In a phone conversation with BJP, Marco Di Lauro, a World Press Photo winner, confirms that he was deported, on Saturday, from Yemen to prevent them from reporting anti-government protests.
The photographer was working alongside journalist Patrick Symmes for Outside , a US travel magazine. "We were working on a travel piece looking at tourism in Yemen, as well as the current social and political context," says Di Lauro, who joined Symmes in Sana'a on 05 March.
"I entered the country on a tourism visa, mainly because they didn't want to issue me with a journalist visa," Di Lauro tells BJP. "But, as soon as I arrived, they spotted me as a photographer because of my equipment. They confiscated my passport and I had to go to the Ministry of Information to receive authorisation to stay in the country."
Since the photographer was working for a travel magazine, he was allowed to stay in Yemen under the supervision of a minder. The journalists visited the "Great Mosque of Sana'a, Adan, the mountains and Socotra Island." But, when they returned from the island, 500 km south of Yemen, the journalists were detained.
"We were meant to stay four more days, but when we got back to Sana'a, they didn't allow us to leave the airport." That was on 12 March, when tensions escaladed in the country. In a 24-hour period, hundreds of protesters were injured and seven killed.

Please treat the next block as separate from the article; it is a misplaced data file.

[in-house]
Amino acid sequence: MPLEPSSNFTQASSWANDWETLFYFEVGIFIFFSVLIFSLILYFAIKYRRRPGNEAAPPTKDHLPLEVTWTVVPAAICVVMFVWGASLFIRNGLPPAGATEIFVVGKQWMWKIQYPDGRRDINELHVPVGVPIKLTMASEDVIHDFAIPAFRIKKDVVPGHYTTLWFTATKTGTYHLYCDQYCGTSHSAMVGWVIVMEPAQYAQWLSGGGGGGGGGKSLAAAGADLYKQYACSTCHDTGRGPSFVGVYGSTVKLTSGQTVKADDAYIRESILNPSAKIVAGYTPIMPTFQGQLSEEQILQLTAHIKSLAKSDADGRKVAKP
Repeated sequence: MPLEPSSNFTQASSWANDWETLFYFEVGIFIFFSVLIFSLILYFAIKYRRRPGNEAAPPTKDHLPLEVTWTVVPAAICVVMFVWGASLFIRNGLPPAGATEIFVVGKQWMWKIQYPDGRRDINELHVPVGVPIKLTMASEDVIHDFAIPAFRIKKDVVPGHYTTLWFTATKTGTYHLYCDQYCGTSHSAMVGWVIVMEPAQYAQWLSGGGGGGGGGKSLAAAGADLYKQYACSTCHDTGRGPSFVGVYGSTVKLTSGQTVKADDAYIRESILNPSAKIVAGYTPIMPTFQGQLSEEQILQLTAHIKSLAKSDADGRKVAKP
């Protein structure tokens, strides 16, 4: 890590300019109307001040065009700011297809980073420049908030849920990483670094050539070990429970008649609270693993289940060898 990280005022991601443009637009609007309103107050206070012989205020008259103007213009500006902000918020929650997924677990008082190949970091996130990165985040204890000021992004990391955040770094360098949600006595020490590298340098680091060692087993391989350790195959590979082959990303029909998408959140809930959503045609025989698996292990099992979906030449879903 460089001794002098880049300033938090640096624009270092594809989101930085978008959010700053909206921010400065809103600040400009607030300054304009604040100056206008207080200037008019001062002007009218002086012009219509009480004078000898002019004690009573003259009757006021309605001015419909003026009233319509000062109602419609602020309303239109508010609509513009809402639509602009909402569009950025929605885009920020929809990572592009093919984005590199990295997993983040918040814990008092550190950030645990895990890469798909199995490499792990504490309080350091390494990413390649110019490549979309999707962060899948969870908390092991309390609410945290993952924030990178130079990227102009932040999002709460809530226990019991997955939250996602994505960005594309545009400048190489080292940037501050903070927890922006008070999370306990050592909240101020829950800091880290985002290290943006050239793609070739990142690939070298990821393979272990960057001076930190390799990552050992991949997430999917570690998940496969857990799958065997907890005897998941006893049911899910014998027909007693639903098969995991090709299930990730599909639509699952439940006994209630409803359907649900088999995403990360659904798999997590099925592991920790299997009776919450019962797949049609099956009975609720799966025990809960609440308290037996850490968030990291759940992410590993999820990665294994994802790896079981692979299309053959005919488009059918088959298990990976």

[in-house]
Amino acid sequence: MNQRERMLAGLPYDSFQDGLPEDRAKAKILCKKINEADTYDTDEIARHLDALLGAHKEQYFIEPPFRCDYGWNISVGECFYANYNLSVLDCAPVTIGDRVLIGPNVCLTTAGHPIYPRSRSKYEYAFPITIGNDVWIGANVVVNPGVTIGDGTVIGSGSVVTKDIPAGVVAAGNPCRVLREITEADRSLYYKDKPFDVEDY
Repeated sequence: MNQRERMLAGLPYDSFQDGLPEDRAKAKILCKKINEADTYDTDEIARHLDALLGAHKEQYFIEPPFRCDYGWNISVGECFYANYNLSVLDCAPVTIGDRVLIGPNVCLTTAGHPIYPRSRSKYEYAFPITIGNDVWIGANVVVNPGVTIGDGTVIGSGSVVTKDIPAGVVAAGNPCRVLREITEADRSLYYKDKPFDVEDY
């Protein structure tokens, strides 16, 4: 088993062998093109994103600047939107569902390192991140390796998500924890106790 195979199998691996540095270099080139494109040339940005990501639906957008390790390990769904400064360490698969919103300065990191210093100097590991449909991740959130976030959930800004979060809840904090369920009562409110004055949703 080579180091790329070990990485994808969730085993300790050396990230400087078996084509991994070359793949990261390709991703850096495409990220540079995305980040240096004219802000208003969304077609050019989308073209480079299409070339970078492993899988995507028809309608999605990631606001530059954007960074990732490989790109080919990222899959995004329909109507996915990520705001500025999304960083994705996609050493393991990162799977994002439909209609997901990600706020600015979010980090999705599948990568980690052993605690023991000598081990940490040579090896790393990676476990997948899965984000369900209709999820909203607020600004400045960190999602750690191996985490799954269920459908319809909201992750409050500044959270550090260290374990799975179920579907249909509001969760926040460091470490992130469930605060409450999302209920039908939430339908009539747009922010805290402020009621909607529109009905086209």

"The Yemeni government didn't want any foreign journalists there," says Di Lauro. "We tried to call the Italian embassy, the US embassy, the Yemeni embassy in Washington DC and the Ministry of Information in Sana'a, but no one could help. The Ministry of Information said it was a matter of national security."
The journalists were confined to an airport hotel room, waiting 12 hours for the next plane home. "At one point, [Yemeni authorities] stormed in the room with guns asking for our passport back."
On Sunday, they were on a plane back to Europe.
Di Lauro and Symmes are not the only journalists to have been deported from Yemen. Reporters Without Borders reports that another four journalists were arrested and deported last week. They are Oliver Holmes, a stringer for the Wall Street Journal and Time, Portia Walker, who strings for the Washington Post, as well as Haley Sweetland Edwards, of the Los Angeles Times and AOL News, and Joshua Maricich, "who writes for various media including the Yemen Times," according to the press freedom organisation.
"The arrests and deportation of foreign journalists are a very worrying sign of nervousness on the part of the authorities, who are sending a clear signal to other journalists working for foreign media not to report the abusive treatment that demonstrators have been receiving from the security forces," says Reporters Without Borders. "This is a blatant act of censorship that must be strongly condemned. After targeting Yemeni journalists, the authorities now want to gag the foreign media and impose a news blackout on the events taking place in Yemen."
Yemeni journalists have also been targeted with Reporters Without Borders reporting that Hamoud Hazza, a reporter for the Saba news agency, "sustained a head injury while covering clashes between the security forces and demonstrators on Change Square in Sanaa on 12 March."
The organisation adds that Jaber Saber, a journalist working for the Marib Press news agency, "was assaulted by members of the security forces on the square."
Also, Abdel Salam Jaber, the editor of the newspaper Al-Qadiya, "was kidnapped by the security forces while on his way to the square on 12 March. His present whereabouts are not known."
For more details, visit the Reporters Without Borders website.
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